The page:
The Smart Solar amendment is financed, nakedly, by the state's top investor-owned utilities, which ponied up $4 million through December, more than half the campaign's total haul. "We are proud of who supports our campaign," says spokeswoman Sarah Bascom. Other supporters include conservative pressure groups funded by fossil-fuel interests. 60 Plus – a seniors group that has received $15 million from the Koch donor network – donated more than $1 million. The National Black Chamber of Commerce (NBCC), a tiny organization with an oversize name, added $100,000. The NBCC is funded by major polluters, including Exxon; its latest convention was sponsored by Koch Industries and Gulf Power. NBCC founder Harry Alford, unabashed, touts the "cozy, productive relationship we have with the fossil-fuel corporations." The Koch grassroots political group, Americans for Prosperity, does not appear on Smart Solar's donor rolls, but did issue a call to arms for its Florida activists to fight solar choice.
The Smart Solar campaign played dirty. In a seemingly transparent effort to confuse petition-signers, the utility-backed measure aped the "choice" language of the rival pro-solar campaign with its formal ballot title. Smart Solar called itself Rights of Electricity Consumers Regarding Solar Energy Choice. "It's pure deception," an exasperated Smith tells Rolling Stone. "Many, many people have been misled into signing their petition – it's fraud!" Bascom insisted there was no intention to mislead. "It would defy all logic," she tells Rolling Stone. "Why would we confuse ours with one that does not have public support?"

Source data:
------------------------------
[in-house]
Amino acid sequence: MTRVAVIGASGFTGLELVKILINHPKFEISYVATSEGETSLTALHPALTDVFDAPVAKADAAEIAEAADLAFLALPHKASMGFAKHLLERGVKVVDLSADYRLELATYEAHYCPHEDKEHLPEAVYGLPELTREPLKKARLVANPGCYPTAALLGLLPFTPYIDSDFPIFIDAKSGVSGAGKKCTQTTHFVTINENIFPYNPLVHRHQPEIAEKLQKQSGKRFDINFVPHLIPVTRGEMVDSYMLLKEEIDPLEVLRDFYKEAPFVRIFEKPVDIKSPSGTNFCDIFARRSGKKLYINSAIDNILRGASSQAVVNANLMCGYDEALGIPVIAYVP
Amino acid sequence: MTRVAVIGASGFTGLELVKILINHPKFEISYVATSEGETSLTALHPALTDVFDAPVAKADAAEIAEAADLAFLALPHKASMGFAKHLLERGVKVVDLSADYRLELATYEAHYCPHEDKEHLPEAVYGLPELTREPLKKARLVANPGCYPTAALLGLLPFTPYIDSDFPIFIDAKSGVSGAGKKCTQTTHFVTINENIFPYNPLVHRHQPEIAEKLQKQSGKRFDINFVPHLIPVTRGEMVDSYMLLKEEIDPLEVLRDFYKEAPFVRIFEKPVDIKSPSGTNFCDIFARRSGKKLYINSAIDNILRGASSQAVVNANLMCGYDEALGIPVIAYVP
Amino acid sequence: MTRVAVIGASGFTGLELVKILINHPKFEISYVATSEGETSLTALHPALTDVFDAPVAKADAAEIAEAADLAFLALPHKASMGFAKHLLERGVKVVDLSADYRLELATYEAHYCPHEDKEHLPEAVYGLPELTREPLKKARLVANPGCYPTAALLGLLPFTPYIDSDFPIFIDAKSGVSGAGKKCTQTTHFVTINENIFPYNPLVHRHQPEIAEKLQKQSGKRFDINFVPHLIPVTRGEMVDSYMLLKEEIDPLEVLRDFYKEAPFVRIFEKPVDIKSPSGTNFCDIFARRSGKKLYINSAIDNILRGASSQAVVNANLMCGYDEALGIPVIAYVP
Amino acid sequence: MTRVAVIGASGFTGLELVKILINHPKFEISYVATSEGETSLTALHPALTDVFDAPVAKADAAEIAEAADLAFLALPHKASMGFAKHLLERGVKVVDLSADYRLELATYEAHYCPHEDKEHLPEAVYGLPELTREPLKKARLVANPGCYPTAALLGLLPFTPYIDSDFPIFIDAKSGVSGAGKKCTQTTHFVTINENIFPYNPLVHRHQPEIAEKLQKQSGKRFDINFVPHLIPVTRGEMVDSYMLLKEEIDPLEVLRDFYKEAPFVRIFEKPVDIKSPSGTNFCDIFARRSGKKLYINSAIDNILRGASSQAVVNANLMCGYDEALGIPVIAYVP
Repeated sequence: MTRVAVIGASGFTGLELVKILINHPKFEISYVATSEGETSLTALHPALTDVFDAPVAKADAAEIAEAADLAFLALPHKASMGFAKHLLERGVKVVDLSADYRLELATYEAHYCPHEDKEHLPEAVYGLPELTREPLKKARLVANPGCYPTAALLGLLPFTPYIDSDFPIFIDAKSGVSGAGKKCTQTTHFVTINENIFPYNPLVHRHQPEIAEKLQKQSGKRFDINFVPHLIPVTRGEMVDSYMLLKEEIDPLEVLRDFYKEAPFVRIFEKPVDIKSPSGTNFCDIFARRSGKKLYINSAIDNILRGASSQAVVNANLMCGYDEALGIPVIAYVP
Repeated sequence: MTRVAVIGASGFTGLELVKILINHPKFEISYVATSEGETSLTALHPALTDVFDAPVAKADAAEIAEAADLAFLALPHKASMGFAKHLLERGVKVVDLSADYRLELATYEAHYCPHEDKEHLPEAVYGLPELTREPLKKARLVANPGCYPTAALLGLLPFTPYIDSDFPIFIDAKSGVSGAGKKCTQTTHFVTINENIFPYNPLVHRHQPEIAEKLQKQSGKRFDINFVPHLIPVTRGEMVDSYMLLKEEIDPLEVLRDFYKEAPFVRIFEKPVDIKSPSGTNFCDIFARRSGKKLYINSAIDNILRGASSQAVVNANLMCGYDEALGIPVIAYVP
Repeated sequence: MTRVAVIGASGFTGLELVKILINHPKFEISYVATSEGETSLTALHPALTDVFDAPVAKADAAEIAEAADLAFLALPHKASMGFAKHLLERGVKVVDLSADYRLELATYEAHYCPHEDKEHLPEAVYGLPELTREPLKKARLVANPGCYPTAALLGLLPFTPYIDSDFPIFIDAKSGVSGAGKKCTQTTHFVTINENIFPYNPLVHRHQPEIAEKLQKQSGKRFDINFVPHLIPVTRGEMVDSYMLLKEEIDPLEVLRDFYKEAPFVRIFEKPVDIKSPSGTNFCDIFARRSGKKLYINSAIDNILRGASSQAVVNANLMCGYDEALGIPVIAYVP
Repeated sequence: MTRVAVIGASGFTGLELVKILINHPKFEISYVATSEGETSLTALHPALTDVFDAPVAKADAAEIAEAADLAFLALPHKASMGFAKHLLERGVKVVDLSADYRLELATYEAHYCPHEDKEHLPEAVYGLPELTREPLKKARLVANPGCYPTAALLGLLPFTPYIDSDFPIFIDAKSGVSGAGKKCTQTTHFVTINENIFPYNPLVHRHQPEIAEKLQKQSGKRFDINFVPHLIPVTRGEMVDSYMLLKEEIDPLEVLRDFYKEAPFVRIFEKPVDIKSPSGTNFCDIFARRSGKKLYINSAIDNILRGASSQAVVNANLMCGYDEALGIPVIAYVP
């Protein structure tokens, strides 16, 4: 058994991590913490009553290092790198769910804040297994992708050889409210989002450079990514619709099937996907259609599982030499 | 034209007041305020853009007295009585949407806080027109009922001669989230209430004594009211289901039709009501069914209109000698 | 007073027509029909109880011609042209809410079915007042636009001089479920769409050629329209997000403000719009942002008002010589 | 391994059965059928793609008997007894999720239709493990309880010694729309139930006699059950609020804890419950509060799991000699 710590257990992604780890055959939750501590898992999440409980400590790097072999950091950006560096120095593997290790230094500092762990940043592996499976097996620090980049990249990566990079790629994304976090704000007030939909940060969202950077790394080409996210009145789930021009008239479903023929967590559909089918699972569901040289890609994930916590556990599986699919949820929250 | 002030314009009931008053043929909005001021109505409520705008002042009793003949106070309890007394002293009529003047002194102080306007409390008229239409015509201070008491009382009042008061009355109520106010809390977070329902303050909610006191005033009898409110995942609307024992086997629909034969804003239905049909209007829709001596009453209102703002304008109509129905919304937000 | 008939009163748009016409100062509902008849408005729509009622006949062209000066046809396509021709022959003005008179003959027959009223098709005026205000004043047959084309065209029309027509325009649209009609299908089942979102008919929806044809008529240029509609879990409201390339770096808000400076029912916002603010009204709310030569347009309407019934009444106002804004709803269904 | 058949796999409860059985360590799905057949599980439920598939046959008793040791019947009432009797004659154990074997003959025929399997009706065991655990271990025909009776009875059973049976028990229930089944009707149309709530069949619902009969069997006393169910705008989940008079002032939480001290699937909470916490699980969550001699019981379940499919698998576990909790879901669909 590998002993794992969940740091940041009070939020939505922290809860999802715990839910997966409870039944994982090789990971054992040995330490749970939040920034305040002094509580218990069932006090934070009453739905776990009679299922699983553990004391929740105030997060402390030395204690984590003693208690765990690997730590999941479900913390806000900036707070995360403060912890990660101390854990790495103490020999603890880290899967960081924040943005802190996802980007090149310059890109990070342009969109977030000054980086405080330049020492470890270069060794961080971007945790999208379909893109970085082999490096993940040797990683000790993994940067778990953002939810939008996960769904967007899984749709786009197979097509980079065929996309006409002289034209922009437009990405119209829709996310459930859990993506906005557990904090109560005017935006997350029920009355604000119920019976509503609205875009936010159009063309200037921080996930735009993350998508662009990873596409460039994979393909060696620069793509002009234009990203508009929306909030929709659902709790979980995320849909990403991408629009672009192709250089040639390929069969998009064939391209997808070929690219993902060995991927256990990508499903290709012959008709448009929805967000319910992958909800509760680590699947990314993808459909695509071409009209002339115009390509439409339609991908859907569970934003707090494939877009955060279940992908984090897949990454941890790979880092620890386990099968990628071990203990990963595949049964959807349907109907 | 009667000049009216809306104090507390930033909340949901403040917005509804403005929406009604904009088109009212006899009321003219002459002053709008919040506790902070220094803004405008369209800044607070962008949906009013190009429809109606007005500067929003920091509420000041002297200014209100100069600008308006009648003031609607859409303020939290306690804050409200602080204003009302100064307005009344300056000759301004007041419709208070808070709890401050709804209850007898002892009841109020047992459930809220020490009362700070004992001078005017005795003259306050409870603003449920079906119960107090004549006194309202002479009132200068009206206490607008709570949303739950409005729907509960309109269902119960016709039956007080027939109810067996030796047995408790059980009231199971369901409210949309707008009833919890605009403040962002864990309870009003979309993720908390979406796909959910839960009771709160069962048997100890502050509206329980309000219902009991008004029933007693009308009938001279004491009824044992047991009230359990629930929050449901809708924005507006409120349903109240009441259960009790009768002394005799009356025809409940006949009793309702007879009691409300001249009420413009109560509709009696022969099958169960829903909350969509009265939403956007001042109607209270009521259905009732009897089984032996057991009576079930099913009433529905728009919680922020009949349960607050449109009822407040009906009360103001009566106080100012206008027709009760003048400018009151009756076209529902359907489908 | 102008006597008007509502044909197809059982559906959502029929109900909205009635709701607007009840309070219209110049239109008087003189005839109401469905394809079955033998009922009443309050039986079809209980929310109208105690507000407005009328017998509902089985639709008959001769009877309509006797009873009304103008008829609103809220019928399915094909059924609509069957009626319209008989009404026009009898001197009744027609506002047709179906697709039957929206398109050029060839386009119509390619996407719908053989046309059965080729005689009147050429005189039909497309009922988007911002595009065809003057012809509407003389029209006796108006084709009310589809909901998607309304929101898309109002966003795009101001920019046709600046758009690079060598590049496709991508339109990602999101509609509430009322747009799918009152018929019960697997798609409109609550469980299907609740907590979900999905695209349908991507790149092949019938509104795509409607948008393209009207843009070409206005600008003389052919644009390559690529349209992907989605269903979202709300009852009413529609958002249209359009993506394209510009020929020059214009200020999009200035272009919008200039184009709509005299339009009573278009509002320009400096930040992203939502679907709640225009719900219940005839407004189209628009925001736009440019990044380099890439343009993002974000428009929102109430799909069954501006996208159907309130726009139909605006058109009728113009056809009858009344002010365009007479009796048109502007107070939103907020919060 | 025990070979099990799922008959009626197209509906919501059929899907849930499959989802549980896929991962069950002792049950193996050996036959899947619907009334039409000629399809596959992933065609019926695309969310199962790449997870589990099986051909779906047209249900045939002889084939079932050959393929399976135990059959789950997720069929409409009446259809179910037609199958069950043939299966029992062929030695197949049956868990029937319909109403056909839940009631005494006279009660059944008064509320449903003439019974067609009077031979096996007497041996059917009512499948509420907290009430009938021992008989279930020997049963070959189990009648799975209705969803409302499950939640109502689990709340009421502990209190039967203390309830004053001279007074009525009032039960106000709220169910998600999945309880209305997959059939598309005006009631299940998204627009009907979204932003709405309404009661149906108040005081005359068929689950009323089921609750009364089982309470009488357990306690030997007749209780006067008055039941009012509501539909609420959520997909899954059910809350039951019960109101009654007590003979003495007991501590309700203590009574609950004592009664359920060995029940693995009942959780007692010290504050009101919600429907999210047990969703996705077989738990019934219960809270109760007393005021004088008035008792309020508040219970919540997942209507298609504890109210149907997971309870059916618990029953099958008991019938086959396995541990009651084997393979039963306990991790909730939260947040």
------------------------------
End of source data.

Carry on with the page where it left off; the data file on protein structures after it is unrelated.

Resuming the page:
In the end, the utilities crushed the Solar Choice campaign by spending it into submission. Qualifying an amendment for the ballot in Florida is onerous and expensive under the best of circumstances. It requires nearly 700,000 signatures, and any serious campaign hires paid gatherers.
By mounting a competing measure, the utilities sparked a financial arms race – with the utility-backed measure typically paying gatherers twice as much per signature. "When we were paying a dollar on the street, they were paying $2," says Smith. "When we were paying $2, they went to $4." Soon, the IOUs had forced solar proponents into a burn rate of $350,000 a week. It was unsustainable.
Solar Choice threw in the towel in January. The campaign is now regrouping, aiming to qualify instead for 2018, when more than 400,000 signatures it has gathered would still be valid. Smart Solar is pressing ahead for the November ballot. If it passes, the utilities will be entitled, under the constitution, to hit rooftop solar customers with high fees simply to maintain their connection to the grid.